Interoperable instant messaging by January

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Interoperable instant messaging by January

Voiceglo has released a test version of an application designed to create interoperability between four major instant message networks.

The application, called GloConnect, lets users exchange text and voice instant messages across AOL's AIM and ICQ, Microsoft's MSN Messenger and Yahoo's Yahoo Messenger.

The caveat is that the program works through the web browser interfaces of those four networks, so users can't take advantage of the interoperability if they are using the companies' proprietary PC software, which is the primary way most users access the instant message networks.

"If they can pull off seamlessness, it could be a very useful tool, because one of the key problems in the instant message market is the lack of interoperability between these systems," said Michael Osterman, president of analysis company Osterman Research.

Osterman added that GloConnect was bound to find itself with competitors soon, simply because demand for interoperability among instant message networks was growing rapidly. "With the interoperability issue, you're going to see more of these kinds of solutions. As people use instant messaging more, they expect it to be like e-mail, where it doesn't matter which system you're on - you just communicate seamlessly across different systems."

GloConnect, which also lets users make and receive phone calls from their web-based instant messaging interface, can be downloaded for free at http://www.gloconnect.com.

Brian Fowler, chief technology officer of Voiceglo and its parent TheGlobe.com, said GloConnect united the four networks through a network overlay technology. "We operate agnostic to the different instant messaging protocols," he said.

Fowler was confident that AOL, Microsoft and Yahoo would not challenge GloConnect legally because it simply enhances a user's instant message application without logging into or connecting to the user's instant message network. Trying to link the instant message networks through their proprietary PC software would have raised a host of legal issues.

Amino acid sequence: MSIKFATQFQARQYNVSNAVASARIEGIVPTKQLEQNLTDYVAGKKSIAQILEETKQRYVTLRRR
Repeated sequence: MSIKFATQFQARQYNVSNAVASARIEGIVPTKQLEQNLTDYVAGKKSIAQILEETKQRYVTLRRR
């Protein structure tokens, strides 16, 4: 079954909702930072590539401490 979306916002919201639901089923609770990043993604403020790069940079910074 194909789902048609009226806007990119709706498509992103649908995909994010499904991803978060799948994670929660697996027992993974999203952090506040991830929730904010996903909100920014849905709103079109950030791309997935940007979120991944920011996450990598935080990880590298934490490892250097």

The issue of instant messaging network interoperability is a sensitive one, and AOL, Microsoft and Yahoo have been reluctant to collaborate to allow the type of cross-network communication Voiceglo claims GloConnect can provide.

Cerulean Studios, for example, makes an application called Trillian that lets users aggregate instant message contacts into the Trillian instant message interface, so users don't need an instant message interface open for each network they are logged into. But Fowler said GloConnect went beyond simply consolidating instant message contacts, by allowing, for example, an AIM user to communicate with a Yahoo Messenger user across network boundaries.

Voiceglo expects to make money from GloConnect from the telephony fees and by serving up online ads to GloConnect users.

Fowler said Voiceglo was now working on modules that would make more instant message features, such as specific emoticons or file transfers, available to GloConnect users across instant message network boundaries.

GloConnect is expected to exit its beta status in early January. Currently, GloConnect works only with Internet Explorer 4.0 and later, but the company is working on support for the Firefox and Opera browsers as well.

Juan Carlos Perez writes for IDG News Service

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